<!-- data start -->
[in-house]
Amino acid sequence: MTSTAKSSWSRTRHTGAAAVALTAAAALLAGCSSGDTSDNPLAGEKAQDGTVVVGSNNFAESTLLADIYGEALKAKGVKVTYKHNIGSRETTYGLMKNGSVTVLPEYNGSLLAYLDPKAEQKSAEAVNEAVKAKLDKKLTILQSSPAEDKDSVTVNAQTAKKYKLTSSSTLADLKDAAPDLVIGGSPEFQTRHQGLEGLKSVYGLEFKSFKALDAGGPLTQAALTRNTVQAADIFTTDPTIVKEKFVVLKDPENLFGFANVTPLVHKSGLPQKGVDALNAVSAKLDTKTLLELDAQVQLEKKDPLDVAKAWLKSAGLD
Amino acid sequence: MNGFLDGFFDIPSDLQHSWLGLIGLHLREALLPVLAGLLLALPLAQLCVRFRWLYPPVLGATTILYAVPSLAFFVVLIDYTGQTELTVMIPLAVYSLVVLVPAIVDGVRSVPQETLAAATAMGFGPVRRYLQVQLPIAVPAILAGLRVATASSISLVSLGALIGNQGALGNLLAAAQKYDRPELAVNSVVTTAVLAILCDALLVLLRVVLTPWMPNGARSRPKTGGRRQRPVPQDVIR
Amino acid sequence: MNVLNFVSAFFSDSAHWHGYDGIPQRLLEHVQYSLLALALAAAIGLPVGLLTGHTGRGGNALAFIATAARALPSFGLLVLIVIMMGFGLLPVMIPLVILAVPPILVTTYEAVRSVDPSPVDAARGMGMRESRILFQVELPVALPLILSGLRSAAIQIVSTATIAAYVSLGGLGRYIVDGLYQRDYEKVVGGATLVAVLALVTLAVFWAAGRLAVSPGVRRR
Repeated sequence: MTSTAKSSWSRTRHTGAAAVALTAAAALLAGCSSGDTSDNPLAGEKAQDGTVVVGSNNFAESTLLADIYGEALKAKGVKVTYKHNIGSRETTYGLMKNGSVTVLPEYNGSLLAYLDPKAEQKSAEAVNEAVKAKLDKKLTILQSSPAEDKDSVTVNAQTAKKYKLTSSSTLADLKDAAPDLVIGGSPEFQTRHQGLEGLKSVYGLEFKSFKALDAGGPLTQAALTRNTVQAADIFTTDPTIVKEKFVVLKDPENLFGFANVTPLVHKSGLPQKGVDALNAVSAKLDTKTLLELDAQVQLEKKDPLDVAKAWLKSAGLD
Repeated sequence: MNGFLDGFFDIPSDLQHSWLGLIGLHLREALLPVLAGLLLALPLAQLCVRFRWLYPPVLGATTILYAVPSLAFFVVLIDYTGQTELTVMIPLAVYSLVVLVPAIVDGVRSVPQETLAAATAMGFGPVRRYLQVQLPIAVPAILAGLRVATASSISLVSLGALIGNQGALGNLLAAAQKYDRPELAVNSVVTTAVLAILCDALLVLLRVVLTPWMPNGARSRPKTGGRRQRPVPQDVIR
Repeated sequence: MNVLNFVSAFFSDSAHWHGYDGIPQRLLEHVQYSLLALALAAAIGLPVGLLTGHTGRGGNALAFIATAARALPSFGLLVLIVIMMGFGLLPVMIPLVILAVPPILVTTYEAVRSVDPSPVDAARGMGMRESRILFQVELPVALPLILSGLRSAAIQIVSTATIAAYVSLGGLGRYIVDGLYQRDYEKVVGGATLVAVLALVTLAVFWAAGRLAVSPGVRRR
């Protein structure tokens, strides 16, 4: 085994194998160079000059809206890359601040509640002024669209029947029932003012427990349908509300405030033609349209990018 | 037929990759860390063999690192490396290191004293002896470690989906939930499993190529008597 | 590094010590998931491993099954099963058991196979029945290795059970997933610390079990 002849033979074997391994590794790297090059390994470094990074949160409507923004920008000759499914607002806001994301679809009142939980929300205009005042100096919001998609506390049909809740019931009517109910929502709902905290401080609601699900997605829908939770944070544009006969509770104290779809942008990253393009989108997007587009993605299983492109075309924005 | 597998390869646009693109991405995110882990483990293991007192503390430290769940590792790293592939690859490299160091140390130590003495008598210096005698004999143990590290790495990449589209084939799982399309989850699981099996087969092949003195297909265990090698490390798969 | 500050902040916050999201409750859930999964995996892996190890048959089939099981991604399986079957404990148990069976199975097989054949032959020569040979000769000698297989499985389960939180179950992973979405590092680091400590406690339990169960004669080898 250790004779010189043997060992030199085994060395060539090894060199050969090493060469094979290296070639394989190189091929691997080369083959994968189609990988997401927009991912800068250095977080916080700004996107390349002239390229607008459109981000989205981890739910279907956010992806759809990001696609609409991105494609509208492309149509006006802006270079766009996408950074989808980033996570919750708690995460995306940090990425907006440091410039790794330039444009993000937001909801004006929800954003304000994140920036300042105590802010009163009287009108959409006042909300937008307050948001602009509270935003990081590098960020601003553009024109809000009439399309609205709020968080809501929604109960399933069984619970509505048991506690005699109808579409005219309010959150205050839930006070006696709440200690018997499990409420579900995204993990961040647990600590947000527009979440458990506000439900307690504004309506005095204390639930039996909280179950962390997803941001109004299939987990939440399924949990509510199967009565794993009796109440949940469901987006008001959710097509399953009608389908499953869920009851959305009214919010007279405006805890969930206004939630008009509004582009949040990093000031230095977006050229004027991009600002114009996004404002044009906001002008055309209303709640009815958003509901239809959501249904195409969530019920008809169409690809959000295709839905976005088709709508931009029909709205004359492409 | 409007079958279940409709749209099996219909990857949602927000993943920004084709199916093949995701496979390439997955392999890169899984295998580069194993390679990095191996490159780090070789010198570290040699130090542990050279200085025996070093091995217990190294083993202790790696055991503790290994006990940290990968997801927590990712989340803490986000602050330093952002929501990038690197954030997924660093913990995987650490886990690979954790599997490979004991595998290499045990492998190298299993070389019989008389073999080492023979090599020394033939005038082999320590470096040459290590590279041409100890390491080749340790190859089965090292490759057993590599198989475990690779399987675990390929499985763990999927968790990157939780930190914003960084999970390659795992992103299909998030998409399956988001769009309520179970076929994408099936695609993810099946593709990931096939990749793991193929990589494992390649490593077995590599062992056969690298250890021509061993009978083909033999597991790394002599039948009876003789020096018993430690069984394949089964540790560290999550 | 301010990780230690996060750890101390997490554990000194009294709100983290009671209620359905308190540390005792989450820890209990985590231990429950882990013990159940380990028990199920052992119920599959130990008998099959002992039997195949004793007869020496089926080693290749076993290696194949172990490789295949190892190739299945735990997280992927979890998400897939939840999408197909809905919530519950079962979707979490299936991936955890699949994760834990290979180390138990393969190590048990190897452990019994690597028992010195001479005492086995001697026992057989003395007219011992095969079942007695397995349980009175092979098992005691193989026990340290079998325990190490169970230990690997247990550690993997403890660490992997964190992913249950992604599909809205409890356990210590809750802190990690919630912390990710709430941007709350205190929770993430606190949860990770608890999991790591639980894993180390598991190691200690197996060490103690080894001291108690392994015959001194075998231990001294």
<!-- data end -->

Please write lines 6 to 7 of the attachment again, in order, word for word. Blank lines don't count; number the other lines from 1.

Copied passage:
Repeated sequence: MNGFLDGFFDIPSDLQHSWLGLIGLHLREALLPVLAGLLLALPLAQLCVRFRWLYPPVLGATTILYAVPSLAFFVVLIDYTGQTELTVMIPLAVYSLVVLVPAIVDGVRSVPQETLAAATAMGFGPVRRYLQVQLPIAVPAILAGLRVATASSISLVSLGALIGNQGALGNLLAAAQKYDRPELAVNSVVTTAVLAILCDALLVLLRVVLTPWMPNGARSRPKTGGRRQRPVPQDVIR
Repeated sequence: MNVLNFVSAFFSDSAHWHGYDGIPQRLLEHVQYSLLALALAAAIGLPVGLLTGHTGRGGNALAFIATAARALPSFGLLVLIVIMMGFGLLPVMIPLVILAVPPILVTTYEAVRSVDPSPVDAARGMGMRESRILFQVELPVALPLILSGLRSAAIQIVSTATIAAYVSLGGLGRYIVDGLYQRDYEKVVGGATLVAVLALVTLAVFWAAGRLAVSPGVRRR